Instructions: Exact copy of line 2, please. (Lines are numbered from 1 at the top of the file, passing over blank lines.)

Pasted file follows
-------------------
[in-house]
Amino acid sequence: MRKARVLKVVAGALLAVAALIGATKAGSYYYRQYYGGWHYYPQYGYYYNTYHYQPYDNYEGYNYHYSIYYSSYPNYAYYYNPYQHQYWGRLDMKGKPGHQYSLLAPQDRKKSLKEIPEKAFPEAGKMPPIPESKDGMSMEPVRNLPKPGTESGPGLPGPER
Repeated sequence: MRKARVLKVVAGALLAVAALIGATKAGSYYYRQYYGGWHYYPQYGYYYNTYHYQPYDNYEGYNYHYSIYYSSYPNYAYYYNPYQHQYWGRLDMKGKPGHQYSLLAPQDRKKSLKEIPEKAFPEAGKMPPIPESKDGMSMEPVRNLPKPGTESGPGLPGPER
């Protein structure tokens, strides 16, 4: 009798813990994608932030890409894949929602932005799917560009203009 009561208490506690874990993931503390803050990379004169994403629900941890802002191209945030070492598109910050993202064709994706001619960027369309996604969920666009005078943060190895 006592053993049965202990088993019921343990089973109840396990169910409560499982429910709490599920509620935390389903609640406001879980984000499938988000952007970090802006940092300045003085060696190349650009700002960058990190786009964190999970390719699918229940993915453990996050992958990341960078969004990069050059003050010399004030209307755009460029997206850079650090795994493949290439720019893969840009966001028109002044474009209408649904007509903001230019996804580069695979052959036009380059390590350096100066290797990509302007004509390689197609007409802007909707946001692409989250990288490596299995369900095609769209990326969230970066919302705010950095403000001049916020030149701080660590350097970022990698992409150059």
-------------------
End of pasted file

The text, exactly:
Amino acid sequence: MRKARVLKVVAGALLAVAALIGATKAGSYYYRQYYGGWHYYPQYGYYYNTYHYQPYDNYEGYNYHYSIYYSSYPNYAYYYNPYQHQYWGRLDMKGKPGHQYSLLAPQDRKKSLKEIPEKAFPEAGKMPPIPESKDGMSMEPVRNLPKPGTESGPGLPGPER